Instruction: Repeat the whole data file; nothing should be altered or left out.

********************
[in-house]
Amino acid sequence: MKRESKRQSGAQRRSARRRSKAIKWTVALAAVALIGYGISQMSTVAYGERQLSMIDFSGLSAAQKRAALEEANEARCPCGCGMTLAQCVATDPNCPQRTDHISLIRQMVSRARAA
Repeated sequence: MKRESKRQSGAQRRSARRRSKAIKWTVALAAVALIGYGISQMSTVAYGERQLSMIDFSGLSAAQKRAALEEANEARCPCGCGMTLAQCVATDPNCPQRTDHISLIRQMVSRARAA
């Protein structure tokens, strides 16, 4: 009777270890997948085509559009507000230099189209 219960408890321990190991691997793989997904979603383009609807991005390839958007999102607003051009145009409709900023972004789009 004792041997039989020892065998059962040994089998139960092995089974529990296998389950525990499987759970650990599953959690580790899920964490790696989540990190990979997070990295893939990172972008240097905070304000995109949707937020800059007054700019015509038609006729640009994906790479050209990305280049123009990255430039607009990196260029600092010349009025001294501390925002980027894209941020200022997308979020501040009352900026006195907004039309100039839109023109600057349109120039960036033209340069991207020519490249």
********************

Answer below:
[in-house]
Amino acid sequence: MKRESKRQSGAQRRSARRRSKAIKWTVALAAVALIGYGISQMSTVAYGERQLSMIDFSGLSAAQKRAALEEANEARCPCGCGMTLAQCVATDPNCPQRTDHISLIRQMVSRARAA
Repeated sequence: MKRESKRQSGAQRRSARRRSKAIKWTVALAAVALIGYGISQMSTVAYGERQLSMIDFSGLSAAQKRAALEEANEARCPCGCGMTLAQCVATDPNCPQRTDHISLIRQMVSRARAA
């Protein structure tokens, strides 16, 4: 009777270890997948085509559009507000230099189209 219960408890321990190991691997793989997904979603383009609807991005390839958007999102607003051009145009409709900023972004789009 004792041997039989020892065998059962040994089998139960092995089974529990296998389950525990499987759970650990599953959690580790899920964490790696989540990190990979997070990295893939990172972008240097905070304000995109949707937020800059007054700019015509038609006729640009994906790479050209990305280049123009990255430039607009990196260029600092010349009025001294501390925002980027894209941020200022997308979020501040009352900026006195907004039309100039839109023109600057349109120039960036033209340069991207020519490249």